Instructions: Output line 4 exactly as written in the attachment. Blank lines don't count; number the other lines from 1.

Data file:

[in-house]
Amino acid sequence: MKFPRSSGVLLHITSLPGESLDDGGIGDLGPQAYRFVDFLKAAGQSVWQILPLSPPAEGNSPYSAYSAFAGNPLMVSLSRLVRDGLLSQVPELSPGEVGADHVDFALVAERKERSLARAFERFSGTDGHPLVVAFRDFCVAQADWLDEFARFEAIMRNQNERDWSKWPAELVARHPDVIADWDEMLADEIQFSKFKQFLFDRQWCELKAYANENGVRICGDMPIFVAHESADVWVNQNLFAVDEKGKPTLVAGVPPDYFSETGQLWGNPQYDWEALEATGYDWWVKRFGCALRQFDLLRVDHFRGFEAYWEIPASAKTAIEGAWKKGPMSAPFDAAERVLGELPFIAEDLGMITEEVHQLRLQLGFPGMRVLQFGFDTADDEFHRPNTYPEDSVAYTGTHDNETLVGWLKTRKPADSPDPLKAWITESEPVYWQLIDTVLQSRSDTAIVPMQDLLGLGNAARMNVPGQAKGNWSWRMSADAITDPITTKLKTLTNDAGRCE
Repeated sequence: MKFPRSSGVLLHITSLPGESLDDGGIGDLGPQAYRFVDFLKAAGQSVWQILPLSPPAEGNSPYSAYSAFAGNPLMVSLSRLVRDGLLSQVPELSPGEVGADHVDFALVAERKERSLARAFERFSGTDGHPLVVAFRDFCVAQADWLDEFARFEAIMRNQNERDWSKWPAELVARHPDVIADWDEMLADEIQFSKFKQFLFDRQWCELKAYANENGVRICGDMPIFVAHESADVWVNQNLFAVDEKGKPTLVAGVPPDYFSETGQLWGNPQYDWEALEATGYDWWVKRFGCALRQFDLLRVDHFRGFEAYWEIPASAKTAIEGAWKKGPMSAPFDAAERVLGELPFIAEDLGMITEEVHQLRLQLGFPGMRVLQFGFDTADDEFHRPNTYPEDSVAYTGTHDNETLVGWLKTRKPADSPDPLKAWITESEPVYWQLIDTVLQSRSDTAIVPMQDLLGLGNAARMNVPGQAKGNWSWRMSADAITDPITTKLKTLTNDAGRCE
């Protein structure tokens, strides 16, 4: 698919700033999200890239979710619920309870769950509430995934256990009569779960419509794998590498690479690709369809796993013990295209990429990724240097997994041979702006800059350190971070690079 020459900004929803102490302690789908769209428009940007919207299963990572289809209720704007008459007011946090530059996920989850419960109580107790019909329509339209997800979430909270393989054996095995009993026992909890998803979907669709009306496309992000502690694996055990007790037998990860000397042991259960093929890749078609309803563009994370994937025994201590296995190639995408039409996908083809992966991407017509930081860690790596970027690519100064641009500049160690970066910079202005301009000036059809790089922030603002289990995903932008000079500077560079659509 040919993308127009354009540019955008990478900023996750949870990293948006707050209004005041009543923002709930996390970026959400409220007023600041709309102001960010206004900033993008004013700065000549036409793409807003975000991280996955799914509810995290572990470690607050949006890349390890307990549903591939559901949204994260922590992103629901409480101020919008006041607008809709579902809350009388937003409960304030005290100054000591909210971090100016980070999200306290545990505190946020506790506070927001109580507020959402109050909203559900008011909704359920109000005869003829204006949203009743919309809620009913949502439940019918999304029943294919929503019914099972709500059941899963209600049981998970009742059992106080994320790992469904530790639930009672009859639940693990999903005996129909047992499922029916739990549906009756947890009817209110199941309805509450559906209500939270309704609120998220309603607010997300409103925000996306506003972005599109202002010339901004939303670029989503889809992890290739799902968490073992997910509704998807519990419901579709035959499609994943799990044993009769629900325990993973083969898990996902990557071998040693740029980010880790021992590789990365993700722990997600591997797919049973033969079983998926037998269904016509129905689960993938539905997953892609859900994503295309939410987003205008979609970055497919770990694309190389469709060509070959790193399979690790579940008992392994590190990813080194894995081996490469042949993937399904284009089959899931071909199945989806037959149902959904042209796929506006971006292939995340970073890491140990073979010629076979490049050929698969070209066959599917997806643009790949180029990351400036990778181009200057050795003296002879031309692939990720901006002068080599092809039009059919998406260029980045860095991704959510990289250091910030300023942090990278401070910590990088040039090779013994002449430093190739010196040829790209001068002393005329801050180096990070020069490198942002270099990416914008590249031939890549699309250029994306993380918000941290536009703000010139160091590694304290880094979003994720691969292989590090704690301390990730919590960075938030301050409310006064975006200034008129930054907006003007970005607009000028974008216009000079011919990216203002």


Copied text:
């Protein structure tokens, strides 16, 4: 698919700033999200890239979710619920309870769950509430995934256990009569779960419509794998590498690479690709369809796993013990295209990429990724240097997994041979702006800059350190971070690079 020459900004929803102490302690789908769209428009940007919207299963990572289809209720704007008459007011946090530059996920989850419960109580107790019909329509339209997800979430909270393989054996095995009993026992909890998803979907669709009306496309992000502690694996055990007790037998990860000397042991259960093929890749078609309803563009994370994937025994201590296995190639995408039409996908083809992966991407017509930081860690790596970027690519100064641009500049160690970066910079202005301009000036059809790089922030603002289990995903932008000079500077560079659509 040919993308127009354009540019955008990478900023996750949870990293948006707050209004005041009543923002709930996390970026959400409220007023600041709309102001960010206004900033993008004013700065000549036409793409807003975000991280996955799914509810995290572990470690607050949006890349390890307990549903591939559901949204994260922590992103629901409480101020919008006041607008809709579902809350009388937003409960304030005290100054000591909210971090100016980070999200306290545990505190946020506790506070927001109580507020959402109050909203559900008011909704359920109000005869003829204006949203009743919309809620009913949502439940019918999304029943294919929503019914099972709500059941899963209600049981998970009742059992106080994320790992469904530790639930009672009859639940693990999903005996129909047992499922029916739990549906009756947890009817209110199941309805509450559906209500939270309704609120998220309603607010997300409103925000996306506003972005599109202002010339901004939303670029989503889809992890290739799902968490073992997910509704998807519990419901579709035959499609994943799990044993009769629900325990993973083969898990996902990557071998040693740029980010880790021992590789990365993700722990997600591997797919049973033969079983998926037998269904016509129905689960993938539905997953892609859900994503295309939410987003205008979609970055497919770990694309190389469709060509070959790193399979690790579940008992392994590190990813080194894995081996490469042949993937399904284009089959899931071909199945989806037959149902959904042209796929506006971006292939995340970073890491140990073979010629076979490049050929698969070209066959599917997806643009790949180029990351400036990778181009200057050795003296002879031309692939990720901006002068080599092809039009059919998406260029980045860095991704959510990289250091910030300023942090990278401070910590990088040039090779013994002449430093190739010196040829790209001068002393005329801050180096990070020069490198942002270099990416914008590249031939890549699309250029994306993380918000941290536009703000010139160091590694304290880094979003994720691969292989590090704690301390990730919590960075938030301050409310006064975006200034008129930054907006003007970005607009000028974008216009000079011919990216203002």